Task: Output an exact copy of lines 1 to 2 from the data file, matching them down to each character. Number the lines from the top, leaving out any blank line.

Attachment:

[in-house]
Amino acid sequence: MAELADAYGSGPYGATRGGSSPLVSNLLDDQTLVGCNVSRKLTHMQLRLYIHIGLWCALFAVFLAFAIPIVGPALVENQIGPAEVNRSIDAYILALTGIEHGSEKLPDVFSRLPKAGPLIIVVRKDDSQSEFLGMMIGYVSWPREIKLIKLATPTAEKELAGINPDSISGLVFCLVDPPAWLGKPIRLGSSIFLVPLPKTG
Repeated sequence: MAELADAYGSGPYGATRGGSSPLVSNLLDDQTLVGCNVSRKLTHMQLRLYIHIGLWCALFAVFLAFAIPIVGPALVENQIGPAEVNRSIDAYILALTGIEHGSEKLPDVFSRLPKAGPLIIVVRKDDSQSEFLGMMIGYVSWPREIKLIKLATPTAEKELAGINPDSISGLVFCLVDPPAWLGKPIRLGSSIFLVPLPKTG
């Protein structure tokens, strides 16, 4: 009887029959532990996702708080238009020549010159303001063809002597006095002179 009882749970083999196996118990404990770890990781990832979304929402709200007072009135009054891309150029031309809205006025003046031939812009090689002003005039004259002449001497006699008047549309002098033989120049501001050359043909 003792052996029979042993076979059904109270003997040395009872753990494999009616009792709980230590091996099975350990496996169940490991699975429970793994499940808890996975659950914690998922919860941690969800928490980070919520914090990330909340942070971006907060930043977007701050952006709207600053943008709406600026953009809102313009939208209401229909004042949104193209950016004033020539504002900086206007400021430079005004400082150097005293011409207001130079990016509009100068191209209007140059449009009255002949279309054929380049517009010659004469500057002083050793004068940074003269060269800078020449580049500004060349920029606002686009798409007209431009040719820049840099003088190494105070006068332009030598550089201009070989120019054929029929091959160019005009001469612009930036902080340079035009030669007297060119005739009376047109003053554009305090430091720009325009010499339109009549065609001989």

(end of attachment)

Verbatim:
[in-house]
Amino acid sequence: MAELADAYGSGPYGATRGGSSPLVSNLLDDQTLVGCNVSRKLTHMQLRLYIHIGLWCALFAVFLAFAIPIVGPALVENQIGPAEVNRSIDAYILALTGIEHGSEKLPDVFSRLPKAGPLIIVVRKDDSQSEFLGMMIGYVSWPREIKLIKLATPTAEKELAGINPDSISGLVFCLVDPPAWLGKPIRLGSSIFLVPLPKTG